"Because a fellow has six talking machines," said the boarder who wants to be an end man, "it doesn't follow that he is a Mormon."
It was a wizened little man who appeared before the judge and charged his wife with cruel and abusive treatment. His better half was a big, square-jawed woman with a determined eye.
"In the first place, where did you meet this woman who, according to your story, has treated you so dreadfully?" asked the judge.
"Well," replied the little man, making a brave attempt to glare defiantly at his wife, "I never did meet her. She just kind of overtook me."
"Harry, love," exclaimed Mrs. Knowall to her husband, on his return one evening from the office, "I have b-been d-dreadfully insulted!"
"Insulted?" exclaimed Harry, love. "By whom?"
"B-by your m-mother," answered the young wife, bursting into tears.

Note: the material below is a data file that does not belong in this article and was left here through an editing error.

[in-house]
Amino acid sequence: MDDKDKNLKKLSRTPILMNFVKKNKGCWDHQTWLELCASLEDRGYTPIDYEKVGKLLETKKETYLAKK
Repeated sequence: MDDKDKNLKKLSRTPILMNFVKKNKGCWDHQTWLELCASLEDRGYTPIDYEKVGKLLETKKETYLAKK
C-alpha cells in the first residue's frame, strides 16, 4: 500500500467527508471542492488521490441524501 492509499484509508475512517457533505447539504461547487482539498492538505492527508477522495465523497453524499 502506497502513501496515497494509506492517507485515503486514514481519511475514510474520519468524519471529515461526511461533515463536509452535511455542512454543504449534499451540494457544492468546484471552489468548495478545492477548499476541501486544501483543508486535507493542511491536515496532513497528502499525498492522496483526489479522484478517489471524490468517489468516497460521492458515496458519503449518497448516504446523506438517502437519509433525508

"My mother, Flora? Nonsense! She's miles away!"
Flora dried her tears.
"I'll tell you all about it, Harry, love," she said. "A letter came to you this morning, addressed in your mother's writing, so, of course, I—I opened it."
"Of course," repeated Harry, love, dryly.
"It—it was written to you all the way through. Do you understand?"
"I understand. But where does the insult to you come in?"
"It—it came in the p-p-postscript," cried the wife, bursting into fresh floods of briny.
"It s-said: 'P-P-P. S.—D-dear Flora, d-don't f-fail to give this l-letter to Harry. I w-want him to have it.'"
"By jove, I left my purse under the pillow!"
"Oh, well, your servant is honest, isn't she?"
"That's just it. She'll take it to my wife."
There swims no goose so gray, but soon or late
She finds some honest gander for her mate.—Pope.
A clerk showed forty patterns of ginghams to a man whose wife had sent him to buy some for her for Christmas, and at every pattern the man said: "My wife said she didn't want anything like that."
The clerk put the last piece back on the shelf. "Sir," he said, "you don't want gingham. What you want is a divorce."
Maids are May when they are maids, but the sky changes when they are wives.—Shakespeare.
In the election of a wife, as in
A project of war, to err but once is
To be undone forever.—Thomas Middleton.
Of earthly goods, the best is a good wife;
A bad, the bitterest curse of human life.—Simonides.